I note that pictures of the Milky Way "interacting" with Earthly sceneries often become APODs. Maybe a little too often for my tastes.
But I like today's APOD. As usual, I'm fascinated by the individual stars. Fortunately, the stars are bright and colorful and are seen just in front of the Milky Way, which makes them easy to identify.
There are two prominent orange stars in the picture, one at upper left, one at upper center-right. The one at upper left is noticeably more orange than the one at upper center-right. That star, the paler one, is Avior, Epsilon Carina. It is a fascinatingly bright star, likely more than 5,000 times as bright as the Sun. Orange stars as bright as that tend to be very
orange, but the B-V index of Avior is only +1.19. That's not a lot for a bright orange giant. Compare the B-V index of Avior with the B-V index of, say, Arcturus: +1.23. Okay, not such a big difference. But what about the difference in brightness? The luminosity of Arcturus is only about 110 times the Sun, or 110 L☉
. (Okay, Wikipedia says 170 L☉
, big deal.)
But Avior is some 5,000 times as bright as the Sun, or at least 20 times brighter than Arcturus!
Both Avior and Arcturus are classified as "giants". Arcturus is classified as a K2III star (okay, K2IIIp), while Avior is classified as a K3III+B2V star. The classifications are similar, and the presence of the blue B-star in Avior explains the overall "orange paleness" of this binary star. But how can we explain the difference in brightness between Avior and Arcturus? Avior is certainly at least 20 times brighter than Arcturus, and in my experience, when I have used my software Guide to check the Hipparcos parallaxes and the intrinsic luminosities that can be derived from them for various stars, stars of spectral class B2V are almost never optically brighter than 1,000 L☉
, and indeed they are hardly ever even that bright. Since Avior is classified as a binary star with components of spectral classes K3III and B2V, we are still left with an evolved star of spectral class K3 that is classified as a "giant", not a "bright giant", and still its optical luminosity must be at least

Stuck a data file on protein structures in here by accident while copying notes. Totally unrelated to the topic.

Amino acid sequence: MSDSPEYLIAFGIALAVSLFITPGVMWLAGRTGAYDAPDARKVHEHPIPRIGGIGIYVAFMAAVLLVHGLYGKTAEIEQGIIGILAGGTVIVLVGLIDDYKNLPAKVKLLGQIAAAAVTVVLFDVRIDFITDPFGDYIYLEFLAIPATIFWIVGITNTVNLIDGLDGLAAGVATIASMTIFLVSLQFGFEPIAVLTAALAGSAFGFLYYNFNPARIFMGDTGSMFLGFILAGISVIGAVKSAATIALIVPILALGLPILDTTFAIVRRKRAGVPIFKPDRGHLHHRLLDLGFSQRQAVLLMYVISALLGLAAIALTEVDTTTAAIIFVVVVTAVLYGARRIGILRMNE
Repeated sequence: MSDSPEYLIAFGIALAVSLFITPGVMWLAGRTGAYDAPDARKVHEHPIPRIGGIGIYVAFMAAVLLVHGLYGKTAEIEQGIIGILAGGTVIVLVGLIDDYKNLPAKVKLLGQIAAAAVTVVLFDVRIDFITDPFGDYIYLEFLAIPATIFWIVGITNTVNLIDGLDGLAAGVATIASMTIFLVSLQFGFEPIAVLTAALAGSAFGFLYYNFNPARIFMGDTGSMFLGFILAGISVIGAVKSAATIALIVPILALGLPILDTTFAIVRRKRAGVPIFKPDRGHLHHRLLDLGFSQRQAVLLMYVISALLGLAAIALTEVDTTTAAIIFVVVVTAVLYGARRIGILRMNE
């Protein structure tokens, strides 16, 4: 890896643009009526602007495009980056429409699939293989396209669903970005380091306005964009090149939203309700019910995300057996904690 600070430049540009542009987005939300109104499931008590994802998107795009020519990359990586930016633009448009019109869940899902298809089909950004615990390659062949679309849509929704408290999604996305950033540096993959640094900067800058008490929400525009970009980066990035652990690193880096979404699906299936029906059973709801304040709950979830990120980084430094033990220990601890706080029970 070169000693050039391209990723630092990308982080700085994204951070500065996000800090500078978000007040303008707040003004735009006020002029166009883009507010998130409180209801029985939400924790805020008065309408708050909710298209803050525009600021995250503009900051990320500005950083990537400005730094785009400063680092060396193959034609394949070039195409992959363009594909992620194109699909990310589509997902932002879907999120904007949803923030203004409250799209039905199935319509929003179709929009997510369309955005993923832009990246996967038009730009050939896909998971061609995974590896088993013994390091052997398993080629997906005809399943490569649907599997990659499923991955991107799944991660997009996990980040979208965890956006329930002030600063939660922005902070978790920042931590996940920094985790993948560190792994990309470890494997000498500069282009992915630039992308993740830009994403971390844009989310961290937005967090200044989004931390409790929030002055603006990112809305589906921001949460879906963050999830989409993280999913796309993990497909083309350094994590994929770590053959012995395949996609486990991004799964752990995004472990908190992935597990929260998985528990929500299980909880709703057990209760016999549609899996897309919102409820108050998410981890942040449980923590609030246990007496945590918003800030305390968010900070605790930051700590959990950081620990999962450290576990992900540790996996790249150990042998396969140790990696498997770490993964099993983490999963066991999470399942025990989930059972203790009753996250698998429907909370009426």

Take it from me: You can't look at a star's spectral classification and guess how bright it will be.
So what about the other orange star, the one at upper left? That's Lambda Velorum, and its B-V index is indeed redder than the B-V index of Avior, +1.66 versus +1.19. Lambda Velorum is also classified as either a "bright giant" or a "lesser supergiant", K4Ib-II. The "K4" means that the star is cooler and in all probability larger than the evolved component of Avior, whose classification is K3III.
But guess what, Lambda Velorum is less bright than Avior in optical light: some 3,000 L☉
versus at least 4,000 L☉
In my opinion, there is nothing wrong with either the classification or the optical brightness of Lambda Velorum. Being such a cool star, most of its total energy must be emitted in the infrared part of the spectrum. Jim Kaler
calculated the bolometric (total) luminosity of Lambda Velorum (also known as Suhail) at 11,000 L☉
. (Actually though, Jim Kaler pointed out, probably very correctly, that Lambda Velorum should be called a bright giant rather than a supergiant.)
It's interesting to read what Jim Kaler wrote about Avior:
If there is a stellar category of "bright stars getting no respect," Avior probably holds the record.
Yes, because no one seems to know much about Avior, and no one seems to care much! But the star is remarkably bright!
It's not like me to talk so much about two orange stars, is it? Ah, but there is one strikingly blue star in the picture, too. And guess what star that is? It is Gamma Velorum, the star I talked about in the recent APOD featuring the Vela supernova remnant.
In my comment there, I said that Gamma Velorum is not sitting in a reflection nebula, even if the APOD in question suggested that it does.
But now take a look at the appearance of Gamma Velorum in this APOD (at top). Surely there is a large blue halo surrounding Gamma Velorum! The star is "burning blue"
And just because I talked about the spectral classes, B-V indexes and optical luminosities of Avior and Lambda Velorum, let's look at these things for Gamma Velorum, too. Spectral class: WC8+O9I. (One hot but shrunken Wolf Rayet component and one supergiant of spectral class O9.) B-V index: -0.145. (Not as blue as I'd like, but I would guess that the star is self-reddened due to the dust that is likely produced when the winds of the two components collide.) Optical luminosity: Almost 20,000 L☉
. Bolometric (total) luminosity
: Perhaps 280,000 L☉
The Gum Nbeula. Photo: P. Horálek/ESO (cropped by Szczureq)
Oh, and by the way, that faint reddish nebula seen below and to the left of Gamma Velorum is the Gum Nebula. You can see it better in the picture at left. It is thought to be a supernova remnant.
And the bright white star at right in the picture is of course Canopus, the second brightest star in the sky after Sirius.